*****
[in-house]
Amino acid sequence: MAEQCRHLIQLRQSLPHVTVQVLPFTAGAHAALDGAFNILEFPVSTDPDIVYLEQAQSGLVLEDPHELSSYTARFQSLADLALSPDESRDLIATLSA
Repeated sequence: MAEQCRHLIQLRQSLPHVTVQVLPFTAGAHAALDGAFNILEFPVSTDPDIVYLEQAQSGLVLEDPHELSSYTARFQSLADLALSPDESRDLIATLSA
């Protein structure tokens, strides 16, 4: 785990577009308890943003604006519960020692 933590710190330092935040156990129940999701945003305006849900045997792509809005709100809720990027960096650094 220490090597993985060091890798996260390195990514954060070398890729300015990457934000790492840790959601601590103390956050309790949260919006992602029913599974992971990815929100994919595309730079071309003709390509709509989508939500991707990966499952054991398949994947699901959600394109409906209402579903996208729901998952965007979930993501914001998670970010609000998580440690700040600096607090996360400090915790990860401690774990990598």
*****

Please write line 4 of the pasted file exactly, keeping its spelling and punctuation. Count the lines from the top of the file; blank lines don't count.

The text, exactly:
């Protein structure tokens, strides 16, 4: 785990577009308890943003604006519960020692 933590710190330092935040156990129940999701945003305006849900045997792509809005709100809720990027960096650094 220490090597993985060091890798996260390195990514954060070398890729300015990457934000790492840790959601601590103390956050309790949260919006992602029913599974992971990815929100994919595309730079071309003709390509709509989508939500991707990966499952054991398949994947699901959600394109409906209402579903996208729901998952965007979930993501914001998670970010609000998580440690700040600096607090996360400090915790990860401690774990990598």